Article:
It’s easy to skip over the details when Brad says they “put the Bilsteins in it”, but these are far from the regular shocks you would expect to see in an R35; they’re Bilsten MDS (Modular Damping System) coilover shocks. Made from aluminium they reduce weight and improve cooling, each corner features an independent rebound and compression adjustable shaft, which is why you’ll see two dials on the strut top below.
“We also added the front splitter, raised the rear wing up, modified the endplates on the wing and added the front canards. It made a good difference to the car at high speed. The owner was happy with how it felt, so now it’s just a matter of getting the setup right for each track we go to and making sure we keep Miles happy with how the car feels.”
Obviously Brad and the boys at Heasman Steering and Suspension are doing something right, because Miles has been clocking up records all over the place. “Last year it got the fastest ever time for a road-registered car around Bathurst. It did a 2:15:00 lap, and then drove all the way back to Sydney. It does a 1:13 around Sandown, which is the same as the rear end of the V8 Supercar field!”
Miles has also taken it on the new Sydney Motorsport Park ‘Long Circuit’ at Eastern Creek. It mustered an impressive 1:58, which will become more relevant as that full track is raced by more people over the next year. Brad says, “I have ridden as a passenger in it at Phillip Island and Sandown. It is like nothing else I have ever been in. The acceleration and grip is just a joke!”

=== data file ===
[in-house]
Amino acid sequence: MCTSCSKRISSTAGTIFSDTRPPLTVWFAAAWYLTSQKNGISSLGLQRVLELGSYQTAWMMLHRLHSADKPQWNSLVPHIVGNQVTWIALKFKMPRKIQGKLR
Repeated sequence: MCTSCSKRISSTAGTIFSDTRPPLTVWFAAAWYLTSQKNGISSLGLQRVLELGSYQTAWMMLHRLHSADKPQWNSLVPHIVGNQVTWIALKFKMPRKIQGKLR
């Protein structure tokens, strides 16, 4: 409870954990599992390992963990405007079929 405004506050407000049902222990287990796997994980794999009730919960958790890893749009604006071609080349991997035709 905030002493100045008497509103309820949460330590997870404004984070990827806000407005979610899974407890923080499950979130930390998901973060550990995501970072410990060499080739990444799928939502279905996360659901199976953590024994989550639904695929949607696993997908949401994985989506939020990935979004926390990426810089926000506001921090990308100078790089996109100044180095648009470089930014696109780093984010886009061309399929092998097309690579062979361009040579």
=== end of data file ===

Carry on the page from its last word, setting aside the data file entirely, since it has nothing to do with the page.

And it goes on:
Croydon Racing Development have been at the helm to push more power out of the GT-R. They’ve called upon some of Japan’s finest aftermarket tuners (and a few from Australia) to get the R35 to where it is. Key to the epic output they’ve achieved is the HKS GT800 turbo kit, named for it’s ability to produce 800hp from the VR38. The motor was torn down and upgraded with the necessary forged HKS internals. The included 95.5mm pistons are OEM replacements so they can be installed in the cylinders without modification to the plasma coated walls.